Thursday, April 16, 2009

1938: "Realism in the Balance" by Gyorgy Lukacs

The Author:
Gyorgy Lukacs
Born in Budapest in 1885, Lukacs (pronounced: loo KOTCH) earned a Ph. D. in law and philosophy from the University of Budapest in 1906. In 1918, he joined the Communist Party of Hungary and when the Party took power in 1919, he was appointed the People’s Commisar for Education and Culture and political commissar for the Fifth Division of the Hungarian Red Army. When the Soviet Republic of Hungary fell after a mere five months in power, Lukacs fled to Vienna, where he lived until 1929. While in Vienna, he published his best-known essay collection, History and Class Consciousness (1924) which was subsequently censured by the Stalinists who seized control of the Russian government following Lenin’s death. Though Lukacs opposed the leadership of Hungarian Communists supported by Stalin, he moved to Moscow in 1933 and remained there until the Communists came to power in Hungary at the end of World War II. In 1956, he became a minister in Hungary’s Anti-Soviet Communist government, but after the Soviet Union crushed the Revolution, Lukacs publicly retracted the anti-Soviet positions he had previously advocated. He remained loyal to the Party until his death in 1971.

The Text:
“Realism in the Balance"
Written while Lukacs lived in Russia and first published in a German literary journal, “Realism in the Balance” accuses modernist art of alienating “an already alienated audience” and champions realist art that reveals “the economic system responsible for reducing human beings to things.”(Leitch et al, 1164)

“If literature is a particular form by means of which objective reality is reflected, then it becomes of crucial importance for it to grasp that reality as it truly is, and not merely to confine itself to reproducing whatever manifests itself immediately and on the surface.” (1037)

The goal of every major realist is “to penetrate the laws governing objective reality and to uncover the deeper, hidden, mediated, not immediately perceptible network of relationships that go to make up society.” (1041)

“When the surface of life is only experienced immediately, it remains opaque, fragmentary, chaotic and uncomprehended.” (1042)

Photomontage, the “pinnacle” of the symbolist movement, “is capable of striking effects, and on occasion it can even become a powerful political weapon. Such effects arise from its technique of juxtaposing heterogeneous, unrelated pieces of reality torn from their context. However, …the final effect must be one of profound monotony. …After all, a puddle can never be more than dirty water, even though it may contain rainbow tints.” (1045)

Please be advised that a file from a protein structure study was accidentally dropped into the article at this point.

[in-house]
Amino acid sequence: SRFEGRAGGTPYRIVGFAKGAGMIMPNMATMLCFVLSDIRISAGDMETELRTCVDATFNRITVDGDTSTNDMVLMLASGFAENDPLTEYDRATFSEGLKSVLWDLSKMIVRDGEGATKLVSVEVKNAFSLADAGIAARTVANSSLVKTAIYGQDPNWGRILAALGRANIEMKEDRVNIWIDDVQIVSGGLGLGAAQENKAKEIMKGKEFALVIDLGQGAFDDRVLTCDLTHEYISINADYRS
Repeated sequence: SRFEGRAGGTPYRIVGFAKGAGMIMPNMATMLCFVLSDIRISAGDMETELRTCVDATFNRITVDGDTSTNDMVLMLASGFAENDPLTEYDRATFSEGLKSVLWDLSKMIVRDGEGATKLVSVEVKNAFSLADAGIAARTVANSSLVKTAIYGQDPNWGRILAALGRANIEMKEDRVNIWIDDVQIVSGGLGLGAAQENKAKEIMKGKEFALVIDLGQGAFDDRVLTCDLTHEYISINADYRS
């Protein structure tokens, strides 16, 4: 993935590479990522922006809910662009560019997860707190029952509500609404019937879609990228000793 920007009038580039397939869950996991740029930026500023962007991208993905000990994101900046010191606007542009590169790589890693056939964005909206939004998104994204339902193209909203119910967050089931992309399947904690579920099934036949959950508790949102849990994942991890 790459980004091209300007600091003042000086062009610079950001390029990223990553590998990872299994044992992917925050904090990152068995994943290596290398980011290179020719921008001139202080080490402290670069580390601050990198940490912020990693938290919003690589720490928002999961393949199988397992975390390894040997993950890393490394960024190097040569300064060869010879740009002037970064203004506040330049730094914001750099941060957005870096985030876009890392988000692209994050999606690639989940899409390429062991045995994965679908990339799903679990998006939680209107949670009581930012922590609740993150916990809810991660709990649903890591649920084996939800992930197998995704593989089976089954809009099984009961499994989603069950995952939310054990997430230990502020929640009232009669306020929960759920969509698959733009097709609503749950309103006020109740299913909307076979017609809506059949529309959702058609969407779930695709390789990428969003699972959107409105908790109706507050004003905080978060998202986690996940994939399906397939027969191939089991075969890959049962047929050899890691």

“…the realist must seek out the lasting features in people, in their relations with each other and in the situations in which they have to act; he must focus on those elements which endure over long periods and which constitute the objective human tendencies of society and indeed of mankind as a whole. Such writers form the authentic ideological avant-garde since they depict the vital, but not immediately obvious forces at work in objective reality.” (1049)

“Great realism . . . does not portray an immediately obvious aspect of reality but one which is permanent and objectively more significant, namely man in the whole range of his relations to the real world, above all those which outlast mere fashion….[It] captures tendencies of development that only exist incipiently and so have not yet had the opportunity to unfold their entire human and social potential. To discern and give shape to such underground trends is the great historical mission of the true literary avant-garde . . . [O]nly the major realists are capable of forming a genuine avant-garde.” (1049)

“…even the most passionate determination, the most intense sense of conviction that one has revolutionized art and created something ‘radically new’, will not suffice to turn a writer into someone who can truly anticipate future trends, if determination and conviction are his sole qualifications. This ancient truth can also be expressed as a commonplace: the road to hell is paved with good intentions.” (1050)

“…in contrast to the one-dimensionality of modernism[,] Cervantes and Shakespeare, Balzac and Tolstoy, …Thomas and Heinrich Mann—all these can appeal to readers drawn from a broad cross-section of the people because their works permit access from so many different angles. The large-scale, enduring resonance of the great works of realism is in fact due to this accessibility, to the infinite multitude of doors through which entry is possible….The process of appropriation enables readers to clarify their own experiences and understanding of life and to broaden their own horizons.” (1056)

“A campaign against realism, whether conscious or not, and a resultant impoverishment and isolation of literature and art is one of the crucial manifestations of decadence in the realm of art.” (105)

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